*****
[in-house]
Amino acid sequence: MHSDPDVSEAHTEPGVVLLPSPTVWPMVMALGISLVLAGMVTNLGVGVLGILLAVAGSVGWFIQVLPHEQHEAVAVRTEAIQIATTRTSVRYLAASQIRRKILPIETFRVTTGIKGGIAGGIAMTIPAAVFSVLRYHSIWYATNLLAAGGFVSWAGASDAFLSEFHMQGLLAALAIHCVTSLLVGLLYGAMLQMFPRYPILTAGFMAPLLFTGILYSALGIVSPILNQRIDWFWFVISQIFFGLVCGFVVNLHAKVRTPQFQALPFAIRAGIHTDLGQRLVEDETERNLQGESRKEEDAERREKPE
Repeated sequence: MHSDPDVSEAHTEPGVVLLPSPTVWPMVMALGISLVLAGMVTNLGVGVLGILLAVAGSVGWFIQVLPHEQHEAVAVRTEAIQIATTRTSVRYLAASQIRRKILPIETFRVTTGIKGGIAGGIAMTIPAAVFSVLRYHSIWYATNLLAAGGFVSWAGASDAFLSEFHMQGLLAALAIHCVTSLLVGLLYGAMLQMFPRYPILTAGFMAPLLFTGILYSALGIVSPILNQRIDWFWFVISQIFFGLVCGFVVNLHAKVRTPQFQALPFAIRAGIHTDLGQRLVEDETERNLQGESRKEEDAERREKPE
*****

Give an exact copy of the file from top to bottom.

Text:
[in-house]
Amino acid sequence: MHSDPDVSEAHTEPGVVLLPSPTVWPMVMALGISLVLAGMVTNLGVGVLGILLAVAGSVGWFIQVLPHEQHEAVAVRTEAIQIATTRTSVRYLAASQIRRKILPIETFRVTTGIKGGIAGGIAMTIPAAVFSVLRYHSIWYATNLLAAGGFVSWAGASDAFLSEFHMQGLLAALAIHCVTSLLVGLLYGAMLQMFPRYPILTAGFMAPLLFTGILYSALGIVSPILNQRIDWFWFVISQIFFGLVCGFVVNLHAKVRTPQFQALPFAIRAGIHTDLGQRLVEDETERNLQGESRKEEDAERREKPE
Repeated sequence: MHSDPDVSEAHTEPGVVLLPSPTVWPMVMALGISLVLAGMVTNLGVGVLGILLAVAGSVGWFIQVLPHEQHEAVAVRTEAIQIATTRTSVRYLAASQIRRKILPIETFRVTTGIKGGIAGGIAMTIPAAVFSVLRYHSIWYATNLLAAGGFVSWAGASDAFLSEFHMQGLLAALAIHCVTSLLVGLLYGAMLQMFPRYPILTAGFMAPLLFTGILYSALGIVSPILNQRIDWFWFVISQIFFGLVCGFVVNLHAKVRTPQFQALPFAIRAGIHTDLGQRLVEDETERNLQGESRKEEDAERREKPE